In a sign that the U.S. banking sector's problems are far from over, lenders including Bank of America Corp
Stock investors shrugged off some of the problems and focused on banks' improving credit quality, and shares of many major banks outperformed the broader market.
But bond investors were much gloomier, focusing on still-weak credit conditions and lenders' shrinking loan books, both of which could weigh on future profits.
Bank of America, the largest U.S. bank by assets, posted a $993 million loss from its home loan and insurance segment, a much wider loss than in the same quarter last year.
Wells Fargo & Co
Even U.S. Bancorp
There's no question that there's still an issue here, said Blake Howells, director of equity research at Becker Capital in Portland, Oregon. Howells sees future mortgage losses as depressing future earnings, but not threatening banks' existence.
BANK OF AMERICA
Bank of America posted a quarterly loss of $194 million. After preferred stock dividends and charges linked to buying back preferreds from the U.S. government, the bank lost $5.2 billion, or 60 cents a share.
That compared with a year-earlier quarterly shareholder loss of $2.4 billion, or 48 cents per share. Analysts' average forecast was for a loss of 52 cents per share, according to Thomson Reuters I/B/E/S.
Despite the loss, the Charlotte, North Carolina-based bank said credit was beginning to stabilize. While it set aside $10.1 billion in the quarter for credit losses, that provision was down 14 percent from the third quarter.
We are approaching some sort of normality, said Mal Polley, chief investment officer of Stewart Capital Advisors. Charge-offs will still be high, but it has definitely stabilized.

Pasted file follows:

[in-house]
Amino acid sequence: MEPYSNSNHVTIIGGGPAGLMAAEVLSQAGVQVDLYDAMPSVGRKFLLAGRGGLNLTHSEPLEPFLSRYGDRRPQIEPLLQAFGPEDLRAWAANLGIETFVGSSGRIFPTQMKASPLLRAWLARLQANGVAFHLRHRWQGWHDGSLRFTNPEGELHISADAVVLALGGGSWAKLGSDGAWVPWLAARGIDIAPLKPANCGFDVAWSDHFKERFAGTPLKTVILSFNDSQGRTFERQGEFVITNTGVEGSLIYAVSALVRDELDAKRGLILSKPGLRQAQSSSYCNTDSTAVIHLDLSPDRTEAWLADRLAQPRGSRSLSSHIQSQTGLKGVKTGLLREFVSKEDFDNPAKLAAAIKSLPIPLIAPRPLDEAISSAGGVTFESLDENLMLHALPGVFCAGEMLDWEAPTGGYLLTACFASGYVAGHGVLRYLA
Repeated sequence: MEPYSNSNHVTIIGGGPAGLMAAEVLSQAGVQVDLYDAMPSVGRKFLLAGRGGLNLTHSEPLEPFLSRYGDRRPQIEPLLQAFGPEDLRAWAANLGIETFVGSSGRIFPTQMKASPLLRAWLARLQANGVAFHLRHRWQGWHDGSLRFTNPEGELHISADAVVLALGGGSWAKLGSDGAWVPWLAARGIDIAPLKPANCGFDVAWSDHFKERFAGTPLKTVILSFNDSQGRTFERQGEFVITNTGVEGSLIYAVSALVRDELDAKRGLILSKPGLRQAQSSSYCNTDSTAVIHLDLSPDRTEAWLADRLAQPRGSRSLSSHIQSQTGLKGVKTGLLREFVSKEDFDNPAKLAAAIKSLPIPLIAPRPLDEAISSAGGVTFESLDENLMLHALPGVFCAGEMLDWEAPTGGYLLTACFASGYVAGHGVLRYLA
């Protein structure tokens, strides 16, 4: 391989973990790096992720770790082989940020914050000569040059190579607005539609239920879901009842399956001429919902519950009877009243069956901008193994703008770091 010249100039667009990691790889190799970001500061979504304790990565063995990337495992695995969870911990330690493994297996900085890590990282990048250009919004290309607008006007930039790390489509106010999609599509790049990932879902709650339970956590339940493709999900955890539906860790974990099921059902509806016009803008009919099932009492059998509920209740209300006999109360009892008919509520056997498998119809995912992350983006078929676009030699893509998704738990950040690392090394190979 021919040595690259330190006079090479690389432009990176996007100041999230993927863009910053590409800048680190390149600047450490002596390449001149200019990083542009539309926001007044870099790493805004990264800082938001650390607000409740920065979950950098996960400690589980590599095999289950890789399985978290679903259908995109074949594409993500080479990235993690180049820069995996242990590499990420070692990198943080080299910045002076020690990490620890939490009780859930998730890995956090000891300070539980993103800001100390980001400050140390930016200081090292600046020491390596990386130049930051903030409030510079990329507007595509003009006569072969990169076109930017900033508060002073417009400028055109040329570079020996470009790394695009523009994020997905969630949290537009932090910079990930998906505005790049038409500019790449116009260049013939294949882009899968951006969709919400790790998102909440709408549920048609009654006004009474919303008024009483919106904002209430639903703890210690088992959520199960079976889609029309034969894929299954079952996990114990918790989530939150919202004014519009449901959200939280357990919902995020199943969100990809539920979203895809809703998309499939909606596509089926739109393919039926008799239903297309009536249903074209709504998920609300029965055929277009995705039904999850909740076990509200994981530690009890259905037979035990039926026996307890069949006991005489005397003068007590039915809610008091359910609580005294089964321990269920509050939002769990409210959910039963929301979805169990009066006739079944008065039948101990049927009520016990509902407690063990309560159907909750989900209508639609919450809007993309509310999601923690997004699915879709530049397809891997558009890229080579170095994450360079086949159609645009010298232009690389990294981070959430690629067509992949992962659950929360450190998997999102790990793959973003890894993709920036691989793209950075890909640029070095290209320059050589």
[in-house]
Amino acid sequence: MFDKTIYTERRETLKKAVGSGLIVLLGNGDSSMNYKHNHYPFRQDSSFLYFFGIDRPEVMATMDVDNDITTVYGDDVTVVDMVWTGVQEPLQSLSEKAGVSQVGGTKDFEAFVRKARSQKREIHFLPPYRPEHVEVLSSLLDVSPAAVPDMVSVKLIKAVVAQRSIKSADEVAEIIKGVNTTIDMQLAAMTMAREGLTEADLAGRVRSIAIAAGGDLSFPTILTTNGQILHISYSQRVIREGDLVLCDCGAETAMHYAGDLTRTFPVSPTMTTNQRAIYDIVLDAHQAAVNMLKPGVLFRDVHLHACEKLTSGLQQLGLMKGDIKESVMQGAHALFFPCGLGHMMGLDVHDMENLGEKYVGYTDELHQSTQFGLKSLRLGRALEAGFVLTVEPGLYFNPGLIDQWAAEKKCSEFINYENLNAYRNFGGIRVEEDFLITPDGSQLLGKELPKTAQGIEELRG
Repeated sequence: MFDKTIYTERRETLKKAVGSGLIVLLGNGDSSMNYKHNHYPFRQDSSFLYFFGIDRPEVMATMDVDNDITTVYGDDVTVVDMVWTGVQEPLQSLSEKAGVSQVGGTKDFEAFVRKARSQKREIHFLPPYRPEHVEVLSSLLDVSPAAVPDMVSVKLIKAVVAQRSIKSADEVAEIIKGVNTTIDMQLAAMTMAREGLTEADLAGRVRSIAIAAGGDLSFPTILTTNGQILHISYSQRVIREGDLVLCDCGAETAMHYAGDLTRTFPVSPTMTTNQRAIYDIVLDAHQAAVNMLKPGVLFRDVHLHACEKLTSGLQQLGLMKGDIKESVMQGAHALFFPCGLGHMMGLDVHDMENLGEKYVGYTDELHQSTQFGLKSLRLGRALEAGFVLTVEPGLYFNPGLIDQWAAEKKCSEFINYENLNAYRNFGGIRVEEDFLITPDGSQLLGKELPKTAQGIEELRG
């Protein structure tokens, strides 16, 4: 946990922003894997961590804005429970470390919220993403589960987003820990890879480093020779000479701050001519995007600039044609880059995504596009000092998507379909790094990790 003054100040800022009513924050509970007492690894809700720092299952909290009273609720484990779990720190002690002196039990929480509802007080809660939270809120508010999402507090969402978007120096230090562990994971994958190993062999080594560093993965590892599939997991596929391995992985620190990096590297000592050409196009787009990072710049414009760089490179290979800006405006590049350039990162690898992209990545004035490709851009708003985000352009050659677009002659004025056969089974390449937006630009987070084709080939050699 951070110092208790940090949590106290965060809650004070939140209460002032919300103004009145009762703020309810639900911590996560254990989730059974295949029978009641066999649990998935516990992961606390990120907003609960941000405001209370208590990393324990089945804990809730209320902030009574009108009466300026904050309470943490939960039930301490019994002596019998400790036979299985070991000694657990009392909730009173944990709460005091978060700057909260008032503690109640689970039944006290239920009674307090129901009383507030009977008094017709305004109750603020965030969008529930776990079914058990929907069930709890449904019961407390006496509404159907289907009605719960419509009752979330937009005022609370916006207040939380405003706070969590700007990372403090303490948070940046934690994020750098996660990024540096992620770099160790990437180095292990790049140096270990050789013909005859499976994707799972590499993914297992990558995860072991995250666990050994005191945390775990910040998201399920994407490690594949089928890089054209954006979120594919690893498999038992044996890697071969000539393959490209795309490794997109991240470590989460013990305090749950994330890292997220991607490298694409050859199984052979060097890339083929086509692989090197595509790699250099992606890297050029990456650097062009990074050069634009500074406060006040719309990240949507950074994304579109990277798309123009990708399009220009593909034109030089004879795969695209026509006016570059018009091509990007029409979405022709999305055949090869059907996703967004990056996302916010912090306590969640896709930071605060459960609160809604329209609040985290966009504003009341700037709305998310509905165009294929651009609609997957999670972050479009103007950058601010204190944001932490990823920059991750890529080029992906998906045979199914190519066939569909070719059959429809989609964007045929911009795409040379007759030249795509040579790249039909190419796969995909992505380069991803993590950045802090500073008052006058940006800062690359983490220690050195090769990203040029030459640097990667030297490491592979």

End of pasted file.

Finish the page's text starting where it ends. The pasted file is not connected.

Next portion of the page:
Net income in Bank of America's global markets unit was $1.2 billion, compared with a net loss of $3.7 billion a year earlier. The bank cited a more favorable trading environment and the acquisition of Merrill Lynch & Co a year ago.
Fixed-income, currency, and commodities trading revenue fell nearly 70 percent from the third quarter.
The Merrill acquisition also bolstered the global wealth and investment management unit, where net income more than doubled to $1.3 billion.
That unit booked a $1.1 billion gain on the nearly 50 percent stake of BlackRock Inc
Integrating Merrill Lynch businesses is one of the myriad challenges faced by Bank of America's new chief executive, Brian Moynihan.
Bank of America shares rose 17 cents to close at $16.49.
Wells Fargo posted a fourth-quarter profit of $2.82 billion. After charges linked to buying back preferred shares from the U.S. government, shareholder profit was $394 million, or 8 cents per share. Analysts on average had expected a loss of 1 cent per share, according to Thomson Reuters I/B/E/S.
Chief Financial Officer Howard Atkins said losses from the San Francisco bank's takeover a year ago of Wachovia Corp, which had been stricken by mortgage losses, are tracking better than originally estimated at the time of the merger.
But the bank is still dealing with high credit losses in its commercial and residential mortgage books.
Consumer and commercial real estate losses have yet to peak, but the other portfolios are doing pretty well, Chief Financial Officer Howard Atkins told Reuters in an interview.
Wells Fargo's shares fell 46 cents, or 1.6 percent, to $27.82, underperforming the broader market as investors fretted about its nonperforming mortgages. The broader market, as measured by the Standard & Poor's 500 index <.SPX>, fell 1.1 percent.
Meanwhile, Minneapolis-based U.S. Bancorp said fourth-quarter profit nearly doubled to $602 million, or 30 cents per share.
Loan growth was aided by acquisitions in 2008 and 2009 of failed banks in California and Illinois, in transactions assisted by the Federal Deposit Insurance Corp.
U.S. Bancorp shares were up 52 cents, or 2.12 percent, to $25.01.
In December, Bank of America repaid $45 billion of government bailout money it had taken from the Troubled Asset Relief Program, part of a wave of repayments by the country's biggest banks. Wells Fargo repaid $25 billion, while U.S. Bancorp repaid $6.6 billion earlier in 2009.
(Reporting by Joe Rauch in Charlotte, N.C. and Elinor Comlay in New York; writing by Christian Plumb and Dan Wilchins; editing by John Wallace, Gerald E. McCormick and Steve Orlofsky)